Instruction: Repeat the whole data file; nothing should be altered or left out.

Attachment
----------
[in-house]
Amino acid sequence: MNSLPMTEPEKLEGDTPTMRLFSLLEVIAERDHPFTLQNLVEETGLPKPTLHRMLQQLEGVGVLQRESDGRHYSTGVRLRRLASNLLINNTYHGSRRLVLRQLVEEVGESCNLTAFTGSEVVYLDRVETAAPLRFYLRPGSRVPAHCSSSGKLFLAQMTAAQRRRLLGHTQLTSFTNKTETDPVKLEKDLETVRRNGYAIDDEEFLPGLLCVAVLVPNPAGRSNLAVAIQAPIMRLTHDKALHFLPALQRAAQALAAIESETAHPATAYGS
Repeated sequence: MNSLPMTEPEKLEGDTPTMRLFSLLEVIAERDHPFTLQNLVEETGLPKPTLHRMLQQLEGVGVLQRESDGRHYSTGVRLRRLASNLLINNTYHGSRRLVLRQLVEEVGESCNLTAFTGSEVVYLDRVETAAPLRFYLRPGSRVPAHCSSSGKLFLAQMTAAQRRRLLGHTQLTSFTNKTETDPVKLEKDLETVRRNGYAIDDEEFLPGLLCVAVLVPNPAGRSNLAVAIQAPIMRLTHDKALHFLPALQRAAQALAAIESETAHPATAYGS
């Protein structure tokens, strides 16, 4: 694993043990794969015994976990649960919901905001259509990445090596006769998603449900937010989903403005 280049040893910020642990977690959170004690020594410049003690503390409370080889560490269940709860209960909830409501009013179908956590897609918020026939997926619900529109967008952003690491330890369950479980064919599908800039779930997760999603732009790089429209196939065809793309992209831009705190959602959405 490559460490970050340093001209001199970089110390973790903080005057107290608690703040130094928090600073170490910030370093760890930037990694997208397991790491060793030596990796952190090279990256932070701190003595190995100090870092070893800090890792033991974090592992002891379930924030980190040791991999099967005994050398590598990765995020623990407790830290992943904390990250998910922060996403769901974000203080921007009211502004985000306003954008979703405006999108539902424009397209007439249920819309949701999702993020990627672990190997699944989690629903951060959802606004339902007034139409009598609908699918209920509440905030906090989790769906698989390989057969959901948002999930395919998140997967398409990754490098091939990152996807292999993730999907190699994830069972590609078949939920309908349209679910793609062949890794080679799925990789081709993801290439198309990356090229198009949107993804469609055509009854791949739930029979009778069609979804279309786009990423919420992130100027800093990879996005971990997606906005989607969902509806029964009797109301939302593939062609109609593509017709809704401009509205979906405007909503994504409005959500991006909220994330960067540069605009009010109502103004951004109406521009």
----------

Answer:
[in-house]
Amino acid sequence: MNSLPMTEPEKLEGDTPTMRLFSLLEVIAERDHPFTLQNLVEETGLPKPTLHRMLQQLEGVGVLQRESDGRHYSTGVRLRRLASNLLINNTYHGSRRLVLRQLVEEVGESCNLTAFTGSEVVYLDRVETAAPLRFYLRPGSRVPAHCSSSGKLFLAQMTAAQRRRLLGHTQLTSFTNKTETDPVKLEKDLETVRRNGYAIDDEEFLPGLLCVAVLVPNPAGRSNLAVAIQAPIMRLTHDKALHFLPALQRAAQALAAIESETAHPATAYGS
Repeated sequence: MNSLPMTEPEKLEGDTPTMRLFSLLEVIAERDHPFTLQNLVEETGLPKPTLHRMLQQLEGVGVLQRESDGRHYSTGVRLRRLASNLLINNTYHGSRRLVLRQLVEEVGESCNLTAFTGSEVVYLDRVETAAPLRFYLRPGSRVPAHCSSSGKLFLAQMTAAQRRRLLGHTQLTSFTNKTETDPVKLEKDLETVRRNGYAIDDEEFLPGLLCVAVLVPNPAGRSNLAVAIQAPIMRLTHDKALHFLPALQRAAQALAAIESETAHPATAYGS
């Protein structure tokens, strides 16, 4: 694993043990794969015994976990649960919901905001259509990445090596006769998603449900937010989903403005 280049040893910020642990977690959170004690020594410049003690503390409370080889560490269940709860209960909830409501009013179908956590897609918020026939997926619900529109967008952003690491330890369950479980064919599908800039779930997760999603732009790089429209196939065809793309992209831009705190959602959405 490559460490970050340093001209001199970089110390973790903080005057107290608690703040130094928090600073170490910030370093760890930037990694997208397991790491060793030596990796952190090279990256932070701190003595190995100090870092070893800090890792033991974090592992002891379930924030980190040791991999099967005994050398590598990765995020623990407790830290992943904390990250998910922060996403769901974000203080921007009211502004985000306003954008979703405006999108539902424009397209007439249920819309949701999702993020990627672990190997699944989690629903951060959802606004339902007034139409009598609908699918209920509440905030906090989790769906698989390989057969959901948002999930395919998140997967398409990754490098091939990152996807292999993730999907190699994830069972590609078949939920309908349209679910793609062949890794080679799925990789081709993801290439198309990356090229198009949107993804469609055509009854791949739930029979009778069609979804279309786009990423919420992130100027800093990879996005971990997606906005989607969902509806029964009797109301939302593939062609109609593509017709809704401009509205979906405007909503994504409005959500991006909220994330960067540069605009009010109502103004951004109406521009």